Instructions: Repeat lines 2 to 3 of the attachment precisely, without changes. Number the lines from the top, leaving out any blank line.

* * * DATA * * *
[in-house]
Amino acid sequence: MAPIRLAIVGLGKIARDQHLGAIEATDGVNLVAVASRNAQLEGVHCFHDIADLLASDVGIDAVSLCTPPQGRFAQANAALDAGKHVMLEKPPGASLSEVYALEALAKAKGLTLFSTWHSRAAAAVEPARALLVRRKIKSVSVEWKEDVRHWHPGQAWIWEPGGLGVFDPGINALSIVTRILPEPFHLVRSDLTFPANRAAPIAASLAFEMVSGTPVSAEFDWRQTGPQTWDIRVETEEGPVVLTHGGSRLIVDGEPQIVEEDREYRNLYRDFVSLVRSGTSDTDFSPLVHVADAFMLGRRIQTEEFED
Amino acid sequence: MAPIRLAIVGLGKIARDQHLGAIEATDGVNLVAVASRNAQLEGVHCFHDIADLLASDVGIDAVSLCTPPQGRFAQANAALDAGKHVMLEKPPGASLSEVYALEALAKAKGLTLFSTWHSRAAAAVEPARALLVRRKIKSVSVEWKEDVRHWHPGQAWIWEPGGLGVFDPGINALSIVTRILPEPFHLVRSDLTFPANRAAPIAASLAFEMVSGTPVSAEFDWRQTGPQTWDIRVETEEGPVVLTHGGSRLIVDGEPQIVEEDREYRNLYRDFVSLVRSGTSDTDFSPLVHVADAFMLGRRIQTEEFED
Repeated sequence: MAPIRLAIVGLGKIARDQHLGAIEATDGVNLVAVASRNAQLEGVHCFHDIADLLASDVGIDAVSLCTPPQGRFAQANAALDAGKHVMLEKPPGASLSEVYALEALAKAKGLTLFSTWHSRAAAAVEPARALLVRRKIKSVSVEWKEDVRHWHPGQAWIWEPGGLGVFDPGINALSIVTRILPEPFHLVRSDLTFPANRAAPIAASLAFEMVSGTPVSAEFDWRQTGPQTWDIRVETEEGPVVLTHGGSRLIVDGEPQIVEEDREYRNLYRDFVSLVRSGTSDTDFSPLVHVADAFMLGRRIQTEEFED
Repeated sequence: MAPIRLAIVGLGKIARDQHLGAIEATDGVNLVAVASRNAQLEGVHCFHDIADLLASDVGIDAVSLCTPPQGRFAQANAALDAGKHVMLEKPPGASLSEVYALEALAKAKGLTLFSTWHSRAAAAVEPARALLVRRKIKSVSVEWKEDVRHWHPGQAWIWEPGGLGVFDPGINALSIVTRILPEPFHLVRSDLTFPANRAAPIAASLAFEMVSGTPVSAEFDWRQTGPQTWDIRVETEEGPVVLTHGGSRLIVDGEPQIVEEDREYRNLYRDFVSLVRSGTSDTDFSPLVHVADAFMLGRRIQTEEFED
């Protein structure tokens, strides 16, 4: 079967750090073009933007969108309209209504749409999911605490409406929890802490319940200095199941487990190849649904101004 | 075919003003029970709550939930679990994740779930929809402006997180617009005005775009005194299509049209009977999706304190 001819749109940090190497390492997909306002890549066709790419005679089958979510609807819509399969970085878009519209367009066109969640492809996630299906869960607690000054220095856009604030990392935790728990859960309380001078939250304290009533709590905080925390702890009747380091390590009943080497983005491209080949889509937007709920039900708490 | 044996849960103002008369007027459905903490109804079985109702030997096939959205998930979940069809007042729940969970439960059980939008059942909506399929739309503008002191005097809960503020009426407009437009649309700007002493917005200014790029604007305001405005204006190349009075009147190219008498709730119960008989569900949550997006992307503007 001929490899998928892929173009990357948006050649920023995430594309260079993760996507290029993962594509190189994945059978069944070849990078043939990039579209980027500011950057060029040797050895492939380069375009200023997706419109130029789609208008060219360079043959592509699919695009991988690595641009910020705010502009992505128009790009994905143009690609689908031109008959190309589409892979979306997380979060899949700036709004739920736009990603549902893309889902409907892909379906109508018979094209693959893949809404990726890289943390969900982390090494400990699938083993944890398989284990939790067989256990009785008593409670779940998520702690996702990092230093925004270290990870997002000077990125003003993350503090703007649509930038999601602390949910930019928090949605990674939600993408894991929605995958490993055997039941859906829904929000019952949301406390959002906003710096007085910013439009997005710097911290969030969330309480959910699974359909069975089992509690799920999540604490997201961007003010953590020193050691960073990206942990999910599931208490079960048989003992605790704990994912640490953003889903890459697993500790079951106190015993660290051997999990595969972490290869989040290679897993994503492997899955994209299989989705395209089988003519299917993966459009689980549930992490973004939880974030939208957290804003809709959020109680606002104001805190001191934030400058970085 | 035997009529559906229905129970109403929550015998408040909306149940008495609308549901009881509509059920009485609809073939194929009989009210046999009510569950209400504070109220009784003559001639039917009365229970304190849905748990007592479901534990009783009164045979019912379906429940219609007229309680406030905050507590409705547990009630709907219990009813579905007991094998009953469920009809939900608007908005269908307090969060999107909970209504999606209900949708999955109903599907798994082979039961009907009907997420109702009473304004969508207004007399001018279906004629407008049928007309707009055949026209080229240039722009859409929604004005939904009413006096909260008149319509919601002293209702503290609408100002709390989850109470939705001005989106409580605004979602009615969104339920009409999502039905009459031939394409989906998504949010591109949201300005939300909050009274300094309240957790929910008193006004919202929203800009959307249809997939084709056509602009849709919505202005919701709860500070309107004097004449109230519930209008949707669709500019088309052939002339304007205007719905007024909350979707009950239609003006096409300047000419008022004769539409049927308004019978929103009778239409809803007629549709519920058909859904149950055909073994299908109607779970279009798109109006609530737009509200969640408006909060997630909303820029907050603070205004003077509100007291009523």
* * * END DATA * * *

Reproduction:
Amino acid sequence: MAPIRLAIVGLGKIARDQHLGAIEATDGVNLVAVASRNAQLEGVHCFHDIADLLASDVGIDAVSLCTPPQGRFAQANAALDAGKHVMLEKPPGASLSEVYALEALAKAKGLTLFSTWHSRAAAAVEPARALLVRRKIKSVSVEWKEDVRHWHPGQAWIWEPGGLGVFDPGINALSIVTRILPEPFHLVRSDLTFPANRAAPIAASLAFEMVSGTPVSAEFDWRQTGPQTWDIRVETEEGPVVLTHGGSRLIVDGEPQIVEEDREYRNLYRDFVSLVRSGTSDTDFSPLVHVADAFMLGRRIQTEEFED
Amino acid sequence: MAPIRLAIVGLGKIARDQHLGAIEATDGVNLVAVASRNAQLEGVHCFHDIADLLASDVGIDAVSLCTPPQGRFAQANAALDAGKHVMLEKPPGASLSEVYALEALAKAKGLTLFSTWHSRAAAAVEPARALLVRRKIKSVSVEWKEDVRHWHPGQAWIWEPGGLGVFDPGINALSIVTRILPEPFHLVRSDLTFPANRAAPIAASLAFEMVSGTPVSAEFDWRQTGPQTWDIRVETEEGPVVLTHGGSRLIVDGEPQIVEEDREYRNLYRDFVSLVRSGTSDTDFSPLVHVADAFMLGRRIQTEEFED